It’s no secret the tech industry has a hand in propping up San Francisco’s crazy-high rents. But rental-listing company Zumper recently crunched the numbers to try to show just how much venture capital can be blamed for those increases. (Thanks, Marc.)
In 2014, the average one-bedroom apartment in San Francisco went for $3,252 a month, making it the most expensive rental market in the country, according to the firm’s data. San Francisco, unsurprisingly, also got the lion’s share (32%) of venture dollars last year. And as Zumper’s housing economist, Andrew Duboff, notes, it’s no coincidence the most expensive cities to rent in the US are also home to startups that collectively raised the most money.
There’s an obvious correlation, but after Duboff controlled for external factors—such as employment, population, vacancy rates, and rent control policies, to name a few (more on the methodology here)—he was able to zero in on venture capital’s impact. For every $1 billion in VC money, rents increased by $69 a month for one-bedroom apartments and $99 for two-bedroom units.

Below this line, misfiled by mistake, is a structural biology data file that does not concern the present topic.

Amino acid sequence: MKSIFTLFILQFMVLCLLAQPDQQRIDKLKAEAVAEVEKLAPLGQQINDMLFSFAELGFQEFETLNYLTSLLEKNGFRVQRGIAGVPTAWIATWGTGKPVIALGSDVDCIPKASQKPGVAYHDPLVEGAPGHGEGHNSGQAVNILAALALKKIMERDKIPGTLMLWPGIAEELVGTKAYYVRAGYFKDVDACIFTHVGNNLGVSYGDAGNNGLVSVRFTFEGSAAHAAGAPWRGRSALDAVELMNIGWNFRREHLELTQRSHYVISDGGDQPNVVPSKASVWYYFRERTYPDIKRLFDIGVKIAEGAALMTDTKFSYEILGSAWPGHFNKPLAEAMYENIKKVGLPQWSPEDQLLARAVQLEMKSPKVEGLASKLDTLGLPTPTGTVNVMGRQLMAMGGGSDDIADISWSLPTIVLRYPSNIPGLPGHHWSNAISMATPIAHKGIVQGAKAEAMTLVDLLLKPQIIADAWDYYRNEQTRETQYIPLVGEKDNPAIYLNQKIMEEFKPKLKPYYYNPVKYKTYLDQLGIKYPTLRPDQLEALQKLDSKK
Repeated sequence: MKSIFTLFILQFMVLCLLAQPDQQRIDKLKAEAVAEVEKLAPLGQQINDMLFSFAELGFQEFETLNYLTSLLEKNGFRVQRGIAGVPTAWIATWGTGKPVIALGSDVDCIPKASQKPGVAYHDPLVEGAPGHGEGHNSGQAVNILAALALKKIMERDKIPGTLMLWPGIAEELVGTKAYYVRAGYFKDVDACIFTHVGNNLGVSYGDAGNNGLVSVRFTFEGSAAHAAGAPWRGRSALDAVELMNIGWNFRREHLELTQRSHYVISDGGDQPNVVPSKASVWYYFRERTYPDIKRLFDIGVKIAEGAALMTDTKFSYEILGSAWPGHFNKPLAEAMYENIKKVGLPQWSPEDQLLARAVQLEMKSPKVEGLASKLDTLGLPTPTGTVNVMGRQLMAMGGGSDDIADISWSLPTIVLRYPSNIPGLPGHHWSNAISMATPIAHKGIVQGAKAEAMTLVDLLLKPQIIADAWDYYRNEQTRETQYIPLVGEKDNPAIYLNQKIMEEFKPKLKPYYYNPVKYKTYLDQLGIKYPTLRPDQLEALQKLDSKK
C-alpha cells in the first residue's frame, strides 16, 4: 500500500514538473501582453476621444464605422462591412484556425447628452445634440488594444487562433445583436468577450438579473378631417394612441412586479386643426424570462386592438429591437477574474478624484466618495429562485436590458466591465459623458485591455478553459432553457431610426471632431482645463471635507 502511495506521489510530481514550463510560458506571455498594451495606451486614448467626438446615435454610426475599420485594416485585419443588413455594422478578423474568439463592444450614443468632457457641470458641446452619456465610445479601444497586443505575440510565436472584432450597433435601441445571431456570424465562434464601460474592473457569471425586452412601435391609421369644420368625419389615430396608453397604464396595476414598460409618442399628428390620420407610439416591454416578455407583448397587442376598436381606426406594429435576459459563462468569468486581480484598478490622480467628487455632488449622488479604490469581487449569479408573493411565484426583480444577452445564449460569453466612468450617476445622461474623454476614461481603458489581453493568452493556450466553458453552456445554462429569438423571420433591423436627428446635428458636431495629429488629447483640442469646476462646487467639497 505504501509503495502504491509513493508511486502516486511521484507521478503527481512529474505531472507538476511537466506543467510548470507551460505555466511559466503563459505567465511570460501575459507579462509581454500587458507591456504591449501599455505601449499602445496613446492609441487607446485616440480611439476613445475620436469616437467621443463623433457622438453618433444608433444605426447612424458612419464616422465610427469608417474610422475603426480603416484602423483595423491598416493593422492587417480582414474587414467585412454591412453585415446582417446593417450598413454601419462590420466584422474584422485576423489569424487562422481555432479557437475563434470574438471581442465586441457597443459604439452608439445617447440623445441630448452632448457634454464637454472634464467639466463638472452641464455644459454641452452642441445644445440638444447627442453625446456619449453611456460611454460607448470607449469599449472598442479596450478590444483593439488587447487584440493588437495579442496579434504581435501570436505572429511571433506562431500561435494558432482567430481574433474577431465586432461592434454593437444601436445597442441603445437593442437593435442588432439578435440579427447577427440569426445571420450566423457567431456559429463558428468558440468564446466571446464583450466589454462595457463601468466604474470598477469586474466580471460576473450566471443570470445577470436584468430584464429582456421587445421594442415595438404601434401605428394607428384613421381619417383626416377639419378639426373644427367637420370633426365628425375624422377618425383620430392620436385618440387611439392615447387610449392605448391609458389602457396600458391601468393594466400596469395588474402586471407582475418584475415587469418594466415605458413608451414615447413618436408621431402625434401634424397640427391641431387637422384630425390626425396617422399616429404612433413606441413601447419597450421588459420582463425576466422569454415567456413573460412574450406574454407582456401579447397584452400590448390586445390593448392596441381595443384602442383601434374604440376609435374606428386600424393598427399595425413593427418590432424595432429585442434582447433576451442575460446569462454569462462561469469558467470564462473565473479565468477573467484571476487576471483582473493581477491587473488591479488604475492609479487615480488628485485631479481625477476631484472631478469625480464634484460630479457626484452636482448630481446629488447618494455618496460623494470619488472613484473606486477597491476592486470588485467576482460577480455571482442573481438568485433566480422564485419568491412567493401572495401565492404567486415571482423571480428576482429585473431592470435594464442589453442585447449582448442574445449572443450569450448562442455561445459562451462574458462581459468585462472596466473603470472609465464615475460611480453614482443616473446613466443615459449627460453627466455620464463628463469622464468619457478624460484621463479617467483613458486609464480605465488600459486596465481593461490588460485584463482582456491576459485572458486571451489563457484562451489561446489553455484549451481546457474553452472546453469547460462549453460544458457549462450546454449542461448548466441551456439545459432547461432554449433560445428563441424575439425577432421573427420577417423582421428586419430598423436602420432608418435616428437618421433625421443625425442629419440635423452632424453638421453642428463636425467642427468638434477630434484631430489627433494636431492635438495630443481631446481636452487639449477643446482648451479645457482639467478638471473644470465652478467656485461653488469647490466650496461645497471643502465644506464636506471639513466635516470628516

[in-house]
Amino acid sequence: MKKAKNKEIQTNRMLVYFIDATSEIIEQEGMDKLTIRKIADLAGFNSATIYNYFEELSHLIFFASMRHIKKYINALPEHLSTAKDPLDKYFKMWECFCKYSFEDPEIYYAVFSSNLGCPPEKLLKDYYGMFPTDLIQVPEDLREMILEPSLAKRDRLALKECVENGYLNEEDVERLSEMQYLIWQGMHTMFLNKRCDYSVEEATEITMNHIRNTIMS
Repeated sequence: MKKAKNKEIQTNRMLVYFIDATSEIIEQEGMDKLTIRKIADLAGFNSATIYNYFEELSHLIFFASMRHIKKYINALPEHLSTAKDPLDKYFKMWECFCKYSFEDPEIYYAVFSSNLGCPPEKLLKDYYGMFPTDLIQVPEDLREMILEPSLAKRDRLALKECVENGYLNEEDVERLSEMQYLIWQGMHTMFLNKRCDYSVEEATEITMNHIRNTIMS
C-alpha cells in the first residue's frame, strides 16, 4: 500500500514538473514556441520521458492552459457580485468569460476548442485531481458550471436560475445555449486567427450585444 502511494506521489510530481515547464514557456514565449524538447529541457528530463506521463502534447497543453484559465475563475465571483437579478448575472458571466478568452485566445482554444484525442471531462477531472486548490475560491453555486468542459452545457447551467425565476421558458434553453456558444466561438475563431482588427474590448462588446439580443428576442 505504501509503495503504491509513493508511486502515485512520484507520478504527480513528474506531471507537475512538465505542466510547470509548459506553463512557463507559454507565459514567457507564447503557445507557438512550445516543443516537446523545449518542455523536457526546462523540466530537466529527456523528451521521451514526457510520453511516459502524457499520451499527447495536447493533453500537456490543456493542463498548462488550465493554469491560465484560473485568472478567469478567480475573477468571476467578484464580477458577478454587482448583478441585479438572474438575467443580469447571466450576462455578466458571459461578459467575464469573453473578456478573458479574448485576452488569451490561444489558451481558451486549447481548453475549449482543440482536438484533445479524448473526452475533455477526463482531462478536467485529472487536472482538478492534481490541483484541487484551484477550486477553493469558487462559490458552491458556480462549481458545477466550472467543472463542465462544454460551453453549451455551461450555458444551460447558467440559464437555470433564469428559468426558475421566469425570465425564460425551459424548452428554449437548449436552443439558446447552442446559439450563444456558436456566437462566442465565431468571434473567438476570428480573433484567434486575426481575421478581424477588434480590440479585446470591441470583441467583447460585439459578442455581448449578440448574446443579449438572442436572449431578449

That might seem negligible, but for a market like San Francisco, which saw $15.47 billion of venture capital pour into the city last year, that translates to $1,069 each month. Put another way: Zumper’s analysis suggests a third of San Francisco’s inflated rent prices can be attributed to VC investments. That’s the most extreme example. For San Jose, which trails San Francisco in VC dollars ($6.88 billion), the amount is $476, or a quarter of rents. However, in notoriously expensive New York City, VC was responsible for only 10%, or $292, of rents, according to the analysis.
It’s interesting to note that VC only contributes to 5% of rents in Oakland, according to Zumper. But with Uber expected to move there in two years—having recently snagged 330,000 square feet of the historic Sears building downtown—it’s all but certain Oakland rents will be on an upward trajectory as well.
The chart below illustrates the relationship between the portion of rent attributed to venture capital and the amount of funding raised.
Though the investments mean higher salaries for tech workers and a stronger local economy, not everyone can afford the VC premium—leading some to deal with the high rents by sleeping in their cars.